Cancer, Alternative Treatments, and Crying for A Vision

Cancer, Alternative Treatments, and Crying for A Vision

“Grandmom Jones” stood in a white room, looking at me over the shoulder of my Aunt Ella.  My aunt, the one going through breast cancer treatment, was facing away from me, talking quietly, to her mother, not noticing me.  My grandmother looked earnestly into my eyes, then reached down under her shirt, pulled out her left breast and pointed at it.

I woke startled.  The dream was so clear, so real.  It prompted action.  It had been at least five years since my last mammogram when I was 38 and now at 43 I finally made the appointment.  I always had some lumps in my breasts; why should this painful large one in my left breast be a problem?

From dream to mammogram, biopsy and result was about a month.  My unsuspecting mother came with me to see the doctor.  Nothing can erase the feeling of agony that came as my breath went, hearing the words, “You have breast cancer.”  It was an awful wave of fear, and with it came the regret that I couldn’t even protect my mother from those words she’d heard along with me.

It was not just the shock and real fear of impending mortality, or knowing that life-saving treatment could be torture that sharpened the edge of these words.  It was the abrupt loss of all my lifelong dreams.  The dream of bearing my own children, of having a whole and healthy body with breasts un-scarred, and other more sweet dreams seemed hopelessly lost.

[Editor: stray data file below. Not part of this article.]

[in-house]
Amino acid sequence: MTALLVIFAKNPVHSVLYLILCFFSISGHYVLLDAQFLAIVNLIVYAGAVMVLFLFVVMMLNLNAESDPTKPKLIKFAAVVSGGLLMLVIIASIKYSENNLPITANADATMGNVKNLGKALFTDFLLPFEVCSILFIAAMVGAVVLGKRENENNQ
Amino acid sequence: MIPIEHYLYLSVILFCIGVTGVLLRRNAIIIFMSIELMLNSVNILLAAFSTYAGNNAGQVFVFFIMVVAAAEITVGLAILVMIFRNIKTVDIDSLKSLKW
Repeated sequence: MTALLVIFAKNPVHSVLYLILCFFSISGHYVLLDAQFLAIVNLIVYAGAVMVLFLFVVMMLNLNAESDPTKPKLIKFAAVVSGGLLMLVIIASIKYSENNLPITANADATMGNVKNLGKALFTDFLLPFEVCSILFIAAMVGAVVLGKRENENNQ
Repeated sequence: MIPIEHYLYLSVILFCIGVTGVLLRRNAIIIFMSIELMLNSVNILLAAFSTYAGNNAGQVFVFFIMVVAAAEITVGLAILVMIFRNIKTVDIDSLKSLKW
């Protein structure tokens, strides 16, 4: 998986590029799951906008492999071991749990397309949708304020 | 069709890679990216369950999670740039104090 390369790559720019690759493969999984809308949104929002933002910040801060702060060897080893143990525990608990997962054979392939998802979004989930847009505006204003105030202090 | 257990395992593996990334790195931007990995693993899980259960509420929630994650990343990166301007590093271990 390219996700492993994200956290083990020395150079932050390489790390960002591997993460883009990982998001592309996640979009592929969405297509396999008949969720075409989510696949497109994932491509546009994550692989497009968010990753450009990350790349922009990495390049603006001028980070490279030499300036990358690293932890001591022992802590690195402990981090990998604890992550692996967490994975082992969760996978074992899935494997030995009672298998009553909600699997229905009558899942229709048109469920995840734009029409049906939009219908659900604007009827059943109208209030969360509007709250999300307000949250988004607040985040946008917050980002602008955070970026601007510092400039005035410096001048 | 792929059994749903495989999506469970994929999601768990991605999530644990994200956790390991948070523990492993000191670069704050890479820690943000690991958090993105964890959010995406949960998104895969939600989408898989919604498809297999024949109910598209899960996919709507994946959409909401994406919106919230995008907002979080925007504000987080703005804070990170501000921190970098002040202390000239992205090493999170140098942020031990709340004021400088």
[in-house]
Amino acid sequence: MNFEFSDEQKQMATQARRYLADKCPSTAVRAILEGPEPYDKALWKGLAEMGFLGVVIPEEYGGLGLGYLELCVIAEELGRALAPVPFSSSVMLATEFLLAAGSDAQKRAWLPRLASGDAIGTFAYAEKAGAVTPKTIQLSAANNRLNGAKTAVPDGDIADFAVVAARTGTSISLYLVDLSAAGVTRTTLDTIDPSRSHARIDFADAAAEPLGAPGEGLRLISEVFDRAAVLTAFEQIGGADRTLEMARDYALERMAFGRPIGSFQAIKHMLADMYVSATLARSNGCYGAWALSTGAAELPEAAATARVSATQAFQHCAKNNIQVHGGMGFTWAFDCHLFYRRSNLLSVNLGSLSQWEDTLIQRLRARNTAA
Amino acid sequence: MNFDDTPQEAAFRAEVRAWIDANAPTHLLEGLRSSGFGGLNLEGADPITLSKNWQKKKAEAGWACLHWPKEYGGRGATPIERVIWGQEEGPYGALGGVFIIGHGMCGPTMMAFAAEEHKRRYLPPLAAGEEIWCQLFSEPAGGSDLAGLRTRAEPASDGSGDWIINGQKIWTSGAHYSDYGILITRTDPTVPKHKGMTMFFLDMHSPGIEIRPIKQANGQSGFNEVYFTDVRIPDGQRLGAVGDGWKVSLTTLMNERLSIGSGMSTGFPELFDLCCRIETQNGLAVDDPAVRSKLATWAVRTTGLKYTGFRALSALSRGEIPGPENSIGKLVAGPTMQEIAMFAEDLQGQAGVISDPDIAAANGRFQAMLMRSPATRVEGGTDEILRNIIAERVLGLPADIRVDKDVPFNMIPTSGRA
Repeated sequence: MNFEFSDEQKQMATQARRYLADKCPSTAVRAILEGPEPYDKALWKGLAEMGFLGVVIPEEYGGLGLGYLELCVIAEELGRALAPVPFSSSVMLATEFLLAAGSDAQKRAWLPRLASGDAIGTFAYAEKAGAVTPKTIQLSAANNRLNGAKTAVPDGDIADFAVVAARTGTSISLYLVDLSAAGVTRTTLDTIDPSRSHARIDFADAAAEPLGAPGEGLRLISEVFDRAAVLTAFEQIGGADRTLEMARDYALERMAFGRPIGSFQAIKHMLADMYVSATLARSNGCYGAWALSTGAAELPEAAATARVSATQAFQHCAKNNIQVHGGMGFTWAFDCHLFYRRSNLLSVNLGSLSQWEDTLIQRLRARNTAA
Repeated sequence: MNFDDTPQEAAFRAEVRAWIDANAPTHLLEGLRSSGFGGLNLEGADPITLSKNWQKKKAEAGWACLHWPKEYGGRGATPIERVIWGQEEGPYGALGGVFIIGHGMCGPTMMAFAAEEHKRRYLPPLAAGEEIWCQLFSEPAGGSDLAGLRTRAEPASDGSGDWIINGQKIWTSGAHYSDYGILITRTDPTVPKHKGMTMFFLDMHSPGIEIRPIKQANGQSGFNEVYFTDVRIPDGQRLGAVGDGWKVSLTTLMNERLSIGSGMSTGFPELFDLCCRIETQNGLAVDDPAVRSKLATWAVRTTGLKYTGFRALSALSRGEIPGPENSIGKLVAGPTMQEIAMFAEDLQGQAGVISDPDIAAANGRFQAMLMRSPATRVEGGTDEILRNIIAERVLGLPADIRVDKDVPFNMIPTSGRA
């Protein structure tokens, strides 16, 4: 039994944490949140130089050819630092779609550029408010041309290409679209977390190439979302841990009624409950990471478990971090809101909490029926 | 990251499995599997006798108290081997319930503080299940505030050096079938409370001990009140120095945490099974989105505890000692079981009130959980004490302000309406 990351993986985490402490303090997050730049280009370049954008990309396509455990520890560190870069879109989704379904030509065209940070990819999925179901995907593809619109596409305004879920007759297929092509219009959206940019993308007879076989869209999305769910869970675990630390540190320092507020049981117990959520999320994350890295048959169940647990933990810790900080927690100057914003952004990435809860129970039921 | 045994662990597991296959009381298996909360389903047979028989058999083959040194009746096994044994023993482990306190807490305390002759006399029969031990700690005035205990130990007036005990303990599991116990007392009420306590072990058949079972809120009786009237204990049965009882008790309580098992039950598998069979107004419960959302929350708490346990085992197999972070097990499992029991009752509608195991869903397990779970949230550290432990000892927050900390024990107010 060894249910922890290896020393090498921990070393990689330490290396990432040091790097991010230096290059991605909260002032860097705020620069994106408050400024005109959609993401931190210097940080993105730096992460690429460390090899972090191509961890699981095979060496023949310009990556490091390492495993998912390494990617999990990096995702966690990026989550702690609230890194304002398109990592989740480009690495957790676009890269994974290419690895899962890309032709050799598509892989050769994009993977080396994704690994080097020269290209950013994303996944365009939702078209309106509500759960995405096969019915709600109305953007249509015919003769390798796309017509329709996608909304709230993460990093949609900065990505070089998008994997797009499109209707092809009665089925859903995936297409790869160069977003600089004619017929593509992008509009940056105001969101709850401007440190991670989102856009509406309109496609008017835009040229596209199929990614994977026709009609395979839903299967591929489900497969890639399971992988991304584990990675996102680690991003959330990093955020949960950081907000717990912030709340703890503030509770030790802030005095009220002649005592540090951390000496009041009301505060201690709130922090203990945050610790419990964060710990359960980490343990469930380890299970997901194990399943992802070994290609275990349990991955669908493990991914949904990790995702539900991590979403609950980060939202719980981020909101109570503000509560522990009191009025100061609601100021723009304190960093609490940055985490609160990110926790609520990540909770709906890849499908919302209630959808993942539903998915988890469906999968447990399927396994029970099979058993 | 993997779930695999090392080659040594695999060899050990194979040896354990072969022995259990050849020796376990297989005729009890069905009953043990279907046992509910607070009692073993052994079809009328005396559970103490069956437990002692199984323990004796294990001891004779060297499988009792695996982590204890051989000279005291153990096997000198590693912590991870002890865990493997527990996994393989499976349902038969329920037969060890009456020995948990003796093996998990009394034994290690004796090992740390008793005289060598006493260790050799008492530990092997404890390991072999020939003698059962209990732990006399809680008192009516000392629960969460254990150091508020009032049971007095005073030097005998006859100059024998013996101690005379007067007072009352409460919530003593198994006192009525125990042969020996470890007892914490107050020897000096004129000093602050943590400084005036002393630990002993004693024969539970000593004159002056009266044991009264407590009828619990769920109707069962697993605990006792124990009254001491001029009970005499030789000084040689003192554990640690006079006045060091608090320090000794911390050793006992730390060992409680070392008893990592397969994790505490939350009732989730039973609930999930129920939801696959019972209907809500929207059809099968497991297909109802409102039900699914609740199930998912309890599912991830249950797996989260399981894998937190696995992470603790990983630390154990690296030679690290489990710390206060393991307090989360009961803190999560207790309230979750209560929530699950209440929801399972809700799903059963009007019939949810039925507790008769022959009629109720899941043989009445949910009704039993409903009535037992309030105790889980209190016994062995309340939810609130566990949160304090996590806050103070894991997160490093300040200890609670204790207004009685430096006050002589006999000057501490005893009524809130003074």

The first thing to clear up with God was “What do you want from me?”  Do you want me home now?  Because, I will go!  Anything but chemo, loosing my hair, my breasts or torturing this body.  What will I have?  What do I have?” This was more than redefining self.  This was about whether I could accept any new self, or even make it to having a new self at all?  There would be no moving on with treatment, or taking one of the greatest leaps of faith ever, until this basic question was answered; am I staying or going?

The answer came as I surrendered to whatever my fate.  It came from deep within my bones.  I knew that I would live.  It was not my time to go.  I would live, but I would to have to fight for this life.  The despair and hopelessness left me.  It was time to get to work.

My father was a forklift operator in a factory swirling with asbestos.  His chest X-ray showed blunting and some pleural thickening.  Though he never followed up on the preliminary tests, it was assumed to be the beginning of Mesothelioma, a form of cancer caused by exposure to asbestos.  This type of cancer is estimated to kill14 million each year.[1]